New York lawmakers voted to strip Governor Andrew Cuomo of his emergency pandemic powers on Friday morning.
Members of the State Legislature voted on a measure that will allow the state Legislature to repeal any of Cuomo’s executive orders at any time using a simple majority vote.
The New York State Senate voted along party lines, with 43 Democrats voting in favor and 20 Republicans, who wanted a total repeal, against.
Shortly after, the New York Assembly voted 107-43 in favor of the bill to scale back Cuomo’s emergency powers.
Under the new legislation, the governor will be barred from issuing any new directives. However, those that are currently in place will remain and can still be modified by Cuomo, with the approval of the Legislature.
Existing COVID-10 restrictions enacted by Cuomo, including vaccinations and mask mandates, will need to be reviewed by the Legislature every 30 days going forward.
While lawmakers largely agreed with the executive orders Cuomo has implemented since the coronavirus pandemic began a year ago, many said during Friday’s debate that it was important to vote on the measure to signal that they do not agree with the way the Cuomo administration has mishandled some of the state’s COVID-19 response.
Cuomo’s emergency powers were originally set to expire on April 30, but lawmakers were forced to block the governor’s future actions after a damning report from New York Attorney General Letitia James revealed that his administration failed to report thousands of COVID-19 deaths in the state’s nursing homes.
After James’ announcement, state health officials confirmed the report hours later as new public data brought up the overall death toll in those facilities by more than 40 percent.
Cuomo’s fellow Democrats were quick to slam the governor for suppressing the death toll and demand that he be held accountable by restricting his emergency powers.
Tensions were further exacerbated after a leaked conference call revealed that the governor withheld the COVID-19 metrics to avoid a federal investigation under the administration of then-President Donald Trump.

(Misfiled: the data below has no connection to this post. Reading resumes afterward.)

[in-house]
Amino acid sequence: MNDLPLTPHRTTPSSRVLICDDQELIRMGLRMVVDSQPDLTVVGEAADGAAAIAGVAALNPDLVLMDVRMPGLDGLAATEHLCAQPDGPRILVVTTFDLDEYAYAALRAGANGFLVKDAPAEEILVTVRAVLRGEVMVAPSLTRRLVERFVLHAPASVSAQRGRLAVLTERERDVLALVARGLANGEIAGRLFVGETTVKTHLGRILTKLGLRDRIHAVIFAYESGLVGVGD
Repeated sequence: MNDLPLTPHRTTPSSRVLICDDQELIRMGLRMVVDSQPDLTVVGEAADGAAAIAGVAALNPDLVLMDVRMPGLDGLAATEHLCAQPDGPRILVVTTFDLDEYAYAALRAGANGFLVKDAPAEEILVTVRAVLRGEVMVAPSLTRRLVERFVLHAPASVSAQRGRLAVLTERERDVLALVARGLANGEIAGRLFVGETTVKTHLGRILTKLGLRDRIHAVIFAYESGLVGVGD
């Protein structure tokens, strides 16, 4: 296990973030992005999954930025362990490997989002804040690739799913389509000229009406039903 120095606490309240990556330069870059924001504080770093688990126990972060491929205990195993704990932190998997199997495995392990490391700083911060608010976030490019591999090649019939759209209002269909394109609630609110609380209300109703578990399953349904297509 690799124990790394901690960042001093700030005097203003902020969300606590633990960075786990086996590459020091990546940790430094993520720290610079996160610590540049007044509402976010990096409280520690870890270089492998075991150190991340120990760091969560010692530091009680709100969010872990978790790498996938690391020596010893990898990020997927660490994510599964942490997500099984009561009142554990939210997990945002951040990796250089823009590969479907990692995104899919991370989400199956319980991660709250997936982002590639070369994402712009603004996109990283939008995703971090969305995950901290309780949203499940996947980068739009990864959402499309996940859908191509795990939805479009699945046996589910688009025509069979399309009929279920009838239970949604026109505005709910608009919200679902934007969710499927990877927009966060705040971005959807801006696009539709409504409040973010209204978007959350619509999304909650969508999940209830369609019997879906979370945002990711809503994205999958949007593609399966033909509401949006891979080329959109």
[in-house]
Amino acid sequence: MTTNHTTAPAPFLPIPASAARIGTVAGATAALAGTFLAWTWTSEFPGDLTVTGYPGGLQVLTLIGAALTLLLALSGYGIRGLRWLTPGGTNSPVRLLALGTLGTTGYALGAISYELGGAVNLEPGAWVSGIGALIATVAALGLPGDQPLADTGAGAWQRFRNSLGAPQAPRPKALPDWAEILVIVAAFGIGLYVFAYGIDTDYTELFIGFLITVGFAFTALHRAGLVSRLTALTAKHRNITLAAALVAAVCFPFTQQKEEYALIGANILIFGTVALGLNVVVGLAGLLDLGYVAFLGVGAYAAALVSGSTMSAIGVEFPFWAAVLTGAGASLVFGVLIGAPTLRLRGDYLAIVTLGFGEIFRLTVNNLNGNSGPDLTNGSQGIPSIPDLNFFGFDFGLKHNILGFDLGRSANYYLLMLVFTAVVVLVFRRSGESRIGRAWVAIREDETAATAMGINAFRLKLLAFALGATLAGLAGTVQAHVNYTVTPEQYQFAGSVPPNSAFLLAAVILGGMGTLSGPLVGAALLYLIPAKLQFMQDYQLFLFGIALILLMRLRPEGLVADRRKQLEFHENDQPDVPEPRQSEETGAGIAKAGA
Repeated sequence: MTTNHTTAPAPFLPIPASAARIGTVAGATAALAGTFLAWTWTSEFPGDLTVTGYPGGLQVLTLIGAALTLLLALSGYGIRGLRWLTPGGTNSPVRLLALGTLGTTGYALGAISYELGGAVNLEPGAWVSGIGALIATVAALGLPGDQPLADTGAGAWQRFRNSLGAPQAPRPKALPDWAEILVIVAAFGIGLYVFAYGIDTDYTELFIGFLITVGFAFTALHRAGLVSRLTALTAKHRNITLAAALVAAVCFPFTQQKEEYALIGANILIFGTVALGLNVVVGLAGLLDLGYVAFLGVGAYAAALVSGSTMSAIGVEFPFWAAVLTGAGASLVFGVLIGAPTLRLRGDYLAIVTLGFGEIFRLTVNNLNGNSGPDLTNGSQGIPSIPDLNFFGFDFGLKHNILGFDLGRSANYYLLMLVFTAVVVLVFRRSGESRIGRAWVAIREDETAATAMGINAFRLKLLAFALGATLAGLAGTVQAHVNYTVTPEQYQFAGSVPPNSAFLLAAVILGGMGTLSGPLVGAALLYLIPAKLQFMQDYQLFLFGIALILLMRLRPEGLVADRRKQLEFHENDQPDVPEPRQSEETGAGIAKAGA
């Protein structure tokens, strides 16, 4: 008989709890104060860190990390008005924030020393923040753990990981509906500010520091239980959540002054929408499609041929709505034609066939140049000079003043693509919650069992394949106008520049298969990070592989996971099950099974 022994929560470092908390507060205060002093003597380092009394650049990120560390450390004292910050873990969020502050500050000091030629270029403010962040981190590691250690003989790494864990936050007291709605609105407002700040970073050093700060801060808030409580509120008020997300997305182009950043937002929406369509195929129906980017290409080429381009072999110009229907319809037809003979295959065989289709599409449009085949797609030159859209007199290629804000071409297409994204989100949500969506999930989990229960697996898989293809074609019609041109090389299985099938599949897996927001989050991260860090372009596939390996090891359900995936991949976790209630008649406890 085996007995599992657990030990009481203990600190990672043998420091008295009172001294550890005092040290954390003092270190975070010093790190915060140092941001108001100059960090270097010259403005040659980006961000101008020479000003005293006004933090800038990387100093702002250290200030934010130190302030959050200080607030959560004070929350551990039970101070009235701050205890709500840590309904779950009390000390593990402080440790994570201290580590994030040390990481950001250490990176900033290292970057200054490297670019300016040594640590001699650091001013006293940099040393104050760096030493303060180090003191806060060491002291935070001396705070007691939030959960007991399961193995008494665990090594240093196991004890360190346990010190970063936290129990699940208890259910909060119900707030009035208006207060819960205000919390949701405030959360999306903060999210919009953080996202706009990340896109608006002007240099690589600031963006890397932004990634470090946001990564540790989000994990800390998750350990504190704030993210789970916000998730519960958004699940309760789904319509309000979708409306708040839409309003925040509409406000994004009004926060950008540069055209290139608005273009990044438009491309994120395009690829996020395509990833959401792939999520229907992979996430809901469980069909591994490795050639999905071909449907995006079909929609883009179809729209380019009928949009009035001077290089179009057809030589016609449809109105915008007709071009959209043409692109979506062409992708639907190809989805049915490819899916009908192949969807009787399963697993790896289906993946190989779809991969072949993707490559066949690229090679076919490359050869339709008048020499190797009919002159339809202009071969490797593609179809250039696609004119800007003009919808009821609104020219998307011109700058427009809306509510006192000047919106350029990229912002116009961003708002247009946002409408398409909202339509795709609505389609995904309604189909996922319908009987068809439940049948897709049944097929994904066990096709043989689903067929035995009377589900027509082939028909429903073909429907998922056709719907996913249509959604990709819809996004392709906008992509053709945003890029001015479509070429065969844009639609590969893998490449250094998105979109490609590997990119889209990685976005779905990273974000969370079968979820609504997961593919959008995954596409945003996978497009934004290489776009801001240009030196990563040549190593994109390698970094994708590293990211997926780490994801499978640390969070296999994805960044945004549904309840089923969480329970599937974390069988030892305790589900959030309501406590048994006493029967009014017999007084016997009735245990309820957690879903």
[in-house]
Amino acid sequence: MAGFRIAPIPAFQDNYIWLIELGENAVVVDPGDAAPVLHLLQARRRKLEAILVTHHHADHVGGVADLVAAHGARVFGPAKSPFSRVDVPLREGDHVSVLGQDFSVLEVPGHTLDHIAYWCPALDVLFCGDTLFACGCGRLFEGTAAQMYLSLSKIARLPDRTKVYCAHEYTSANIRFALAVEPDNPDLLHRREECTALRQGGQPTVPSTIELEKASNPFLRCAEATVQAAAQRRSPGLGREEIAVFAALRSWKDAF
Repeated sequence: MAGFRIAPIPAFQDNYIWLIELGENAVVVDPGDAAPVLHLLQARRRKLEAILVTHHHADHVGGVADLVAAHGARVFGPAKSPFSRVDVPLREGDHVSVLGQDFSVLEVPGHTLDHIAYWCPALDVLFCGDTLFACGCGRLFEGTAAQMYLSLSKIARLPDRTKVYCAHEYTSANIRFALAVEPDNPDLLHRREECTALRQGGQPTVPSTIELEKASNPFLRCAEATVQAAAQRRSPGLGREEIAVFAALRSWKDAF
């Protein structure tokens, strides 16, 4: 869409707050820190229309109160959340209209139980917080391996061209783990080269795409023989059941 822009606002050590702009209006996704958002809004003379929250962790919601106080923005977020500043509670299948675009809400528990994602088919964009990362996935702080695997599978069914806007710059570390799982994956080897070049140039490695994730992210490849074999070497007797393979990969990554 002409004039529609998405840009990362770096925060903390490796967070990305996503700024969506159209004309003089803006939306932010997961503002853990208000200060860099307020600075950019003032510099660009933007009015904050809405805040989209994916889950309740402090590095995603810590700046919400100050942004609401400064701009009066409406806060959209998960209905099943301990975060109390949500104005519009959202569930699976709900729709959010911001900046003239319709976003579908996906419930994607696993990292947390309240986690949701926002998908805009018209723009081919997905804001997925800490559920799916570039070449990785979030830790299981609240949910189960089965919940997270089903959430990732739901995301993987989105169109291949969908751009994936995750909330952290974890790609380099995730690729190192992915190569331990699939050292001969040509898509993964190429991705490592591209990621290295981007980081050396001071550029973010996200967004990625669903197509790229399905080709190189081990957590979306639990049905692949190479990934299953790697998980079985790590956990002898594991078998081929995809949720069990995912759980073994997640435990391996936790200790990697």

Republicans, who have long advocated that Cuomo’s powers be revoked, argue that the measure does not go far enough.
“This is a bill about nothing,” Senate Minority Leader Robert Ortt said, criticizing Democrats for not voting for an Amendment offered by Republicans that pushes for a total repeal of his powers.
Republican Assemblyman Rob Smullen said all the directives should be taken out “And, then with the legislature in session go line by line, directive by directive and vote and explain to all of our people why their freedoms, why their liberties have been taken for the last year, and decide which ones are necessary for the public health and safety.”
But Assembly Speaker Carl Heastie, a Democrat, defended the bill, saying it “immediately repeals the governor’s expanded emergency powers and he cannot issue any new directives going forward.”
“We are still in the thick of a pandemic, but the emergency part is over. So we have spent weeks debating how to do this,” Democrat Assemblywoman Pat Fahy, a cosponsor of the bill, said.
“There are a number of orders out there on vaccines, the fact that they can be done in gymnasiums or done in pharmacies, those are things that have not been legislated… if we rescinded every order when we take up this bill tomorrow, we could potentially disrupt vaccines. That is the last thing anybody wants to do,” Fahy added.
On Thursday, a New York Times report found that top Cuomo aides rewrote nursing home data in June to conceal the numbers from the public, raising concerns as to how long the administration has actively underreported COVID-19 deaths.
Cuomo has also sparked controversy in recent weeks after three women came forward with claims of sexual harassment by the governor.
After a week of silence amid the scandals, Cuomo apologized for his previous conduct around his former female staff and said he agreed to the terms of the measure that would restrict his emergency powers.
The governor stated at the Wednesday briefing that he will not resign and called on New Yorkers to wait on the findings of a new investigation into the allegations of sexual harassment before forming an opinion.